January 18, 2012 ranks among the most momentous days in the recent history of the copyright reform movement. Who can forget the blackout protests against SOPA and its Senate counterpart PIPA? That day's actions boasted unprecedented scale, which included dozens of companies, thousands of websites, and millions of users acting together to defeat dangerous legislation. But the date also marks another, less cheerful event: exactly one year ago today, the Supreme Court released its decision in Golan v. Holder, a ruling that remains a disaster for the public domain. (You'll remember that in Golan, the Court upheld a law that took millions of works by foreign authors that were previously in the public domain and put them back under copyright protection.)

That single day in 2012 demonstrates the real dangers copyright policy poses to users, consumers, and creators and — at the same time — just how far we've come in fighting back. (Though, to be clear, we still have more work to do.)

Golan harkens back to an earlier era, sparked by the 1998 Copyright Term Extension Act — sometimes known as the Mickey Mouse Protection Act — and the 1994 Uruguay Round Agreements Act. Like the earlier Eldred v. Ashcroft, Golan centers around a constitutional challenge to the expansion of copyright. The argument goes like this: the Constitution grants Congress the power to make so-called intellectual property laws so long as those laws "promote the progress of science and useful arts"; retroactive copyright extensions and retractions from the public domain plainly do not serve that goal; thus, these laws stand in conflict with the Constitution.

This argument is correct, but it has proved frustratingly ineffective in the Supreme Court and in the halls of Congress. In Eldred, the Court approved retroactive extensions despite strong briefs from, among others, constitutional law experts, dozens of IP law professors, and world-famous economists. And in Golan, only the dissent bothered to note the obvious fact that ripping material out of the public domain "does not encourage anyone to produce a single new work". It's not just the Courts: all too often in Congress, debates about copyright law take place in a "reality-free zone".

While reasonable minds may disagree on some particulars in copyright, Congress and the courts often get the easy questions wrong. The resulting laws contravene not just the Constitution, but common sense. Why is this? Many rightfully point to the influence of entrenched interests. And certainly, those interested in increasing the scope and scale of copyright law — often led by the Motion Picture Association of America (MPAA) and the Recording Industry Association of America (RIAA) — wield considerable influence in Washington. That influence puts blinders on even well-meaning legislators, preventing them from enacting real evidence-based policies. (Of course, not all legislators fall into this category: take Senator Ron Wyden, and Representatives Darrell Issa and Zoe Lofgren, for instance, who were vocal opponents of PIPA and SOPA from the beginning.)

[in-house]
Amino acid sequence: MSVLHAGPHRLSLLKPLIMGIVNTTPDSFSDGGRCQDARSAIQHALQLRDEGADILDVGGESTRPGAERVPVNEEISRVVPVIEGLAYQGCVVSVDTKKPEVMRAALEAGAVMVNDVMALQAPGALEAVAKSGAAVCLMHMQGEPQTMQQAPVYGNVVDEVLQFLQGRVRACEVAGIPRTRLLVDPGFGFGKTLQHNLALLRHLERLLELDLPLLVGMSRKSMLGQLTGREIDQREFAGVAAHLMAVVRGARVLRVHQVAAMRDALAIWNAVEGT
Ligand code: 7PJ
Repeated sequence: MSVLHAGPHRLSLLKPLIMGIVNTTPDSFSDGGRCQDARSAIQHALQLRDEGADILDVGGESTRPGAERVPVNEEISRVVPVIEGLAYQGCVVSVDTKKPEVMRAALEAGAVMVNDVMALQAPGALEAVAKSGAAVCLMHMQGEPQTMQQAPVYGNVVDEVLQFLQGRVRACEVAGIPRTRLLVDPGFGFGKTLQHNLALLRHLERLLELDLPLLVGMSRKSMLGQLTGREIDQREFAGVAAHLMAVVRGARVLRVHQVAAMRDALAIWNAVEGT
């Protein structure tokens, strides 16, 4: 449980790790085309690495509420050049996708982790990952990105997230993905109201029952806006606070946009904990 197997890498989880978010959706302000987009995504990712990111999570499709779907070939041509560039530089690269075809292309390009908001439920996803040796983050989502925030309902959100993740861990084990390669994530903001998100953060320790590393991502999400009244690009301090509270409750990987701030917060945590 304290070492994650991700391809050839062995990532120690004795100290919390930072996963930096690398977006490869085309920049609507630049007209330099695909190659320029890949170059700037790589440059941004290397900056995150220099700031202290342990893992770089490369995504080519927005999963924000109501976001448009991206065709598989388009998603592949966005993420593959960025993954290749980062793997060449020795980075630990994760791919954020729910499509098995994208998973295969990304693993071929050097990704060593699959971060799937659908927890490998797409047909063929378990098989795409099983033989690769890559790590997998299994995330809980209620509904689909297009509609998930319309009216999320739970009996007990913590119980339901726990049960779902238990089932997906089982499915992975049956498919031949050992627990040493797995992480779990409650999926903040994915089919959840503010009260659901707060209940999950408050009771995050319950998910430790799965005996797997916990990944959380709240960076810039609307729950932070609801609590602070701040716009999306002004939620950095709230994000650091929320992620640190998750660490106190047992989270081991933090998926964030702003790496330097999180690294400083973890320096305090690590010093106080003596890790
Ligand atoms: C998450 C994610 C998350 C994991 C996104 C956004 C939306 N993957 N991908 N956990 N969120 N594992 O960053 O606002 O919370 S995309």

But January 18 reminded us of another important lesson: it's not just Congress and the courts who wield all the power in a democracy. It's the people, too. So when those in D.C. refused to fix a system gone awry and introduced SOPA and PIPA — threatening to dangerously increase the scope of copyright law again — the people took notice and acted. It's no wonder, of course: while policymakers have been busy extending copyright's reach, people have increasingly bumped up against it in their daily lives. Computers are copying machines, and many of us work at one each day, even carrying one around in our pockets. Even through the haze of copyright laws at their most bloated, people have seen glimpses of the power of unfettered networks — and want more.

As a result, the gap between the law on the books and how common sense suggests copyright should look has grown massive. That is unsustainable. In the anti-SOPA blackout protest, the public finally stood up and demanded that gap be closed. It spoke with such force that Congress had no choice but to listen.

The entrenched interests tried to paint this grassroots action as "dangerous" and a "gimmick," as a "misuse of power". The public knows better than that. Copyright must be reworked to serve the public interest, and those who benefit from lopsided laws will not let it go without a fight.

Over the past 15 years, copyright reform advocates have been frustrated by judges and legislators who won't engage with the facts and refuse to have a serious conversation about copyright. It turns out the public will, and has  leading to protests like the SOPA blackout or the street actions in Europe against the Anti-Counterfeiting Trade Agreement. When we all speak up together, we're impossible to ignore. January 18 taught us that the days of backroom deals and one-sided debates are over, so long as we remember that simple lesson.